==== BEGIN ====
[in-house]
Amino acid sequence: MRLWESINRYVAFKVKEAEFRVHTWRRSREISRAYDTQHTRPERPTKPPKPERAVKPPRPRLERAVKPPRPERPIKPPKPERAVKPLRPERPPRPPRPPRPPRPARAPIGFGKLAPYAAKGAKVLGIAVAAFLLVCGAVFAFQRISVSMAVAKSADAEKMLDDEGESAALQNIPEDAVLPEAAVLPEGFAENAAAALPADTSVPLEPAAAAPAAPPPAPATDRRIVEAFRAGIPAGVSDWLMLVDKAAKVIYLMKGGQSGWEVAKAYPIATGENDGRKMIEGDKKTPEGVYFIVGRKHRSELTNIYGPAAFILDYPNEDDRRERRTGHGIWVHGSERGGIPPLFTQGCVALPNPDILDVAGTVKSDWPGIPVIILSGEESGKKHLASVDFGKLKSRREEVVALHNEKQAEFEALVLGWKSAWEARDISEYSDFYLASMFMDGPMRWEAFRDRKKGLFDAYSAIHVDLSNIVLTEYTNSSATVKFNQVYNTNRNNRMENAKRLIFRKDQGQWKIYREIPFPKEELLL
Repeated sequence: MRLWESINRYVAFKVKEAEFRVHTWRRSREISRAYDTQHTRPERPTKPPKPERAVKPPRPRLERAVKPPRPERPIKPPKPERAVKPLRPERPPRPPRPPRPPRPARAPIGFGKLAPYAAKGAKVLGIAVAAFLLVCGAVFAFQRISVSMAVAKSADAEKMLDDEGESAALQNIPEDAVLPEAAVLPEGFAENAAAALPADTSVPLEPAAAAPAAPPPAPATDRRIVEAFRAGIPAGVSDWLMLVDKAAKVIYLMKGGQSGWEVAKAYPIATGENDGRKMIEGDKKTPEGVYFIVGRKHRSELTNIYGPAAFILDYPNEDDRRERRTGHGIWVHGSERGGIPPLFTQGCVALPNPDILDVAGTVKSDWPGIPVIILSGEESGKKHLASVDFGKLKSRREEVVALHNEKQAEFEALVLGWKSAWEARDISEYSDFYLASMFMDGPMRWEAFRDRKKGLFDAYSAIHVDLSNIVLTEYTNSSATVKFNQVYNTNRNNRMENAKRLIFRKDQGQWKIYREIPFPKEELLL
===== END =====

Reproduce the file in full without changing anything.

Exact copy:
[in-house]
Amino acid sequence: MRLWESINRYVAFKVKEAEFRVHTWRRSREISRAYDTQHTRPERPTKPPKPERAVKPPRPRLERAVKPPRPERPIKPPKPERAVKPLRPERPPRPPRPPRPPRPARAPIGFGKLAPYAAKGAKVLGIAVAAFLLVCGAVFAFQRISVSMAVAKSADAEKMLDDEGESAALQNIPEDAVLPEAAVLPEGFAENAAAALPADTSVPLEPAAAAPAAPPPAPATDRRIVEAFRAGIPAGVSDWLMLVDKAAKVIYLMKGGQSGWEVAKAYPIATGENDGRKMIEGDKKTPEGVYFIVGRKHRSELTNIYGPAAFILDYPNEDDRRERRTGHGIWVHGSERGGIPPLFTQGCVALPNPDILDVAGTVKSDWPGIPVIILSGEESGKKHLASVDFGKLKSRREEVVALHNEKQAEFEALVLGWKSAWEARDISEYSDFYLASMFMDGPMRWEAFRDRKKGLFDAYSAIHVDLSNIVLTEYTNSSATVKFNQVYNTNRNNRMENAKRLIFRKDQGQWKIYREIPFPKEELLL
Repeated sequence: MRLWESINRYVAFKVKEAEFRVHTWRRSREISRAYDTQHTRPERPTKPPKPERAVKPPRPRLERAVKPPRPERPIKPPKPERAVKPLRPERPPRPPRPPRPPRPARAPIGFGKLAPYAAKGAKVLGIAVAAFLLVCGAVFAFQRISVSMAVAKSADAEKMLDDEGESAALQNIPEDAVLPEAAVLPEGFAENAAAALPADTSVPLEPAAAAPAAPPPAPATDRRIVEAFRAGIPAGVSDWLMLVDKAAKVIYLMKGGQSGWEVAKAYPIATGENDGRKMIEGDKKTPEGVYFIVGRKHRSELTNIYGPAAFILDYPNEDDRRERRTGHGIWVHGSERGGIPPLFTQGCVALPNPDILDVAGTVKSDWPGIPVIILSGEESGKKHLASVDFGKLKSRREEVVALHNEKQAEFEALVLGWKSAWEARDISEYSDFYLASMFMDGPMRWEAFRDRKKGLFDAYSAIHVDLSNIVLTEYTNSSATVKFNQVYNTNRNNRMENAKRLIFRKDQGQWKIYREIPFPKEELLL